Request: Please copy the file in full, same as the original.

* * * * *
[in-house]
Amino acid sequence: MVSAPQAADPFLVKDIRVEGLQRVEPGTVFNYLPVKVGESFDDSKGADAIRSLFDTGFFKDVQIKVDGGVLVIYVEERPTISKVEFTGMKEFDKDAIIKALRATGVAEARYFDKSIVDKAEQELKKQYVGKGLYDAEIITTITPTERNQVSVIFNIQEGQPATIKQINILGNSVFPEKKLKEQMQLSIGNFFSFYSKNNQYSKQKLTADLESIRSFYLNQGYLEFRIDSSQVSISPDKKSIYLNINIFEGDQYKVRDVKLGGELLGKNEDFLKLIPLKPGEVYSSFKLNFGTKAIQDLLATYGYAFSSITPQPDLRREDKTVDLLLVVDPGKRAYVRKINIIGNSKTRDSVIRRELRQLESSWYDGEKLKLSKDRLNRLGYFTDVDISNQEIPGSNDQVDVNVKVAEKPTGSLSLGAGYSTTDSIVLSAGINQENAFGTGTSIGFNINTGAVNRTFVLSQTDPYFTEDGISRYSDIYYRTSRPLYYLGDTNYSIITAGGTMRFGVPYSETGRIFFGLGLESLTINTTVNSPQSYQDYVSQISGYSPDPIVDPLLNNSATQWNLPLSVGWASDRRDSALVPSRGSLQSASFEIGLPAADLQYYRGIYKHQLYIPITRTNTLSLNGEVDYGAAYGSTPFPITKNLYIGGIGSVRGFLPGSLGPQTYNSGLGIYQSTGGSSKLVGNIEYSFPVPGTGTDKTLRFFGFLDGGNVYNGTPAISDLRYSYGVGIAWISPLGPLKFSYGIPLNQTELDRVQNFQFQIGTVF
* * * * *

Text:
[in-house]
Amino acid sequence: MVSAPQAADPFLVKDIRVEGLQRVEPGTVFNYLPVKVGESFDDSKGADAIRSLFDTGFFKDVQIKVDGGVLVIYVEERPTISKVEFTGMKEFDKDAIIKALRATGVAEARYFDKSIVDKAEQELKKQYVGKGLYDAEIITTITPTERNQVSVIFNIQEGQPATIKQINILGNSVFPEKKLKEQMQLSIGNFFSFYSKNNQYSKQKLTADLESIRSFYLNQGYLEFRIDSSQVSISPDKKSIYLNINIFEGDQYKVRDVKLGGELLGKNEDFLKLIPLKPGEVYSSFKLNFGTKAIQDLLATYGYAFSSITPQPDLRREDKTVDLLLVVDPGKRAYVRKINIIGNSKTRDSVIRRELRQLESSWYDGEKLKLSKDRLNRLGYFTDVDISNQEIPGSNDQVDVNVKVAEKPTGSLSLGAGYSTTDSIVLSAGINQENAFGTGTSIGFNINTGAVNRTFVLSQTDPYFTEDGISRYSDIYYRTSRPLYYLGDTNYSIITAGGTMRFGVPYSETGRIFFGLGLESLTINTTVNSPQSYQDYVSQISGYSPDPIVDPLLNNSATQWNLPLSVGWASDRRDSALVPSRGSLQSASFEIGLPAADLQYYRGIYKHQLYIPITRTNTLSLNGEVDYGAAYGSTPFPITKNLYIGGIGSVRGFLPGSLGPQTYNSGLGIYQSTGGSSKLVGNIEYSFPVPGTGTDKTLRFFGFLDGGNVYNGTPAISDLRYSYGVGIAWISPLGPLKFSYGIPLNQTELDRVQNFQFQIGTVF